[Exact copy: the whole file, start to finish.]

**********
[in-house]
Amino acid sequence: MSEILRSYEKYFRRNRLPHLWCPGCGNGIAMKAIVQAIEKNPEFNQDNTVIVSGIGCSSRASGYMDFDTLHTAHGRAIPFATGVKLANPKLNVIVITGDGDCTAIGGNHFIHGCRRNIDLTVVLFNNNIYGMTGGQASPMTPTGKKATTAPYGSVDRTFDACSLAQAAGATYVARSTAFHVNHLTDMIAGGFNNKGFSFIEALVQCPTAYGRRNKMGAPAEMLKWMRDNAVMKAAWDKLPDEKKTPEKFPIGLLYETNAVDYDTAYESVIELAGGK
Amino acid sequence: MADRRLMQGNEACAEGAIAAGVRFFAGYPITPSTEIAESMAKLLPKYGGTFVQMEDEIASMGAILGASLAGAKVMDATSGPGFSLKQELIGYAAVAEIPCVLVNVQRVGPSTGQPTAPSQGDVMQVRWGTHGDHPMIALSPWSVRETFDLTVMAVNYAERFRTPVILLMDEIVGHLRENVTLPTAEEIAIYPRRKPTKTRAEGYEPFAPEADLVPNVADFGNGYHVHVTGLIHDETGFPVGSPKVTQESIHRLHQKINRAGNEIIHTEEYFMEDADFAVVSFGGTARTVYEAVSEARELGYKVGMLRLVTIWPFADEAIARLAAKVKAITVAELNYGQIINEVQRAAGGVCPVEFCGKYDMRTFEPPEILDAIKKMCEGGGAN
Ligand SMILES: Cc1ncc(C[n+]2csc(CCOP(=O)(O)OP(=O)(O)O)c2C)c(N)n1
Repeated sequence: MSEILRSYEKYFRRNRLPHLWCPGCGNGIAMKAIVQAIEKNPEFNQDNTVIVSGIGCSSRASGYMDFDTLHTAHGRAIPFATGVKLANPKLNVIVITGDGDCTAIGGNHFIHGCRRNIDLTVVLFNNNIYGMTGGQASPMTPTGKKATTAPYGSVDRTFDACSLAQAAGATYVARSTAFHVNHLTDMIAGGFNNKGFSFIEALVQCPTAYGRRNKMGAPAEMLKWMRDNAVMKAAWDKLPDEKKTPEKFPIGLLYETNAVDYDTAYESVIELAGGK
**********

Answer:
[in-house]
Amino acid sequence: MSEILRSYEKYFRRNRLPHLWCPGCGNGIAMKAIVQAIEKNPEFNQDNTVIVSGIGCSSRASGYMDFDTLHTAHGRAIPFATGVKLANPKLNVIVITGDGDCTAIGGNHFIHGCRRNIDLTVVLFNNNIYGMTGGQASPMTPTGKKATTAPYGSVDRTFDACSLAQAAGATYVARSTAFHVNHLTDMIAGGFNNKGFSFIEALVQCPTAYGRRNKMGAPAEMLKWMRDNAVMKAAWDKLPDEKKTPEKFPIGLLYETNAVDYDTAYESVIELAGGK
Amino acid sequence: MADRRLMQGNEACAEGAIAAGVRFFAGYPITPSTEIAESMAKLLPKYGGTFVQMEDEIASMGAILGASLAGAKVMDATSGPGFSLKQELIGYAAVAEIPCVLVNVQRVGPSTGQPTAPSQGDVMQVRWGTHGDHPMIALSPWSVRETFDLTVMAVNYAERFRTPVILLMDEIVGHLRENVTLPTAEEIAIYPRRKPTKTRAEGYEPFAPEADLVPNVADFGNGYHVHVTGLIHDETGFPVGSPKVTQESIHRLHQKINRAGNEIIHTEEYFMEDADFAVVSFGGTARTVYEAVSEARELGYKVGMLRLVTIWPFADEAIARLAAKVKAITVAELNYGQIINEVQRAAGGVCPVEFCGKYDMRTFEPPEILDAIKKMCEGGGAN
Ligand SMILES: Cc1ncc(C[n+]2csc(CCOP(=O)(O)OP(=O)(O)O)c2C)c(N)n1
Repeated sequence: MSEILRSYEKYFRRNRLPHLWCPGCGNGIAMKAIVQAIEKNPEFNQDNTVIVSGIGCSSRASGYMDFDTLHTAHGRAIPFATGVKLANPKLNVIVITGDGDCTAIGGNHFIHGCRRNIDLTVVLFNNNIYGMTGGQASPMTPTGKKATTAPYGSVDRTFDACSLAQAAGATYVARSTAFHVNHLTDMIAGGFNNKGFSFIEALVQCPTAYGRRNKMGAPAEMLKWMRDNAVMKAAWDKLPDEKKTPEKFPIGLLYETNAVDYDTAYESVIELAGGK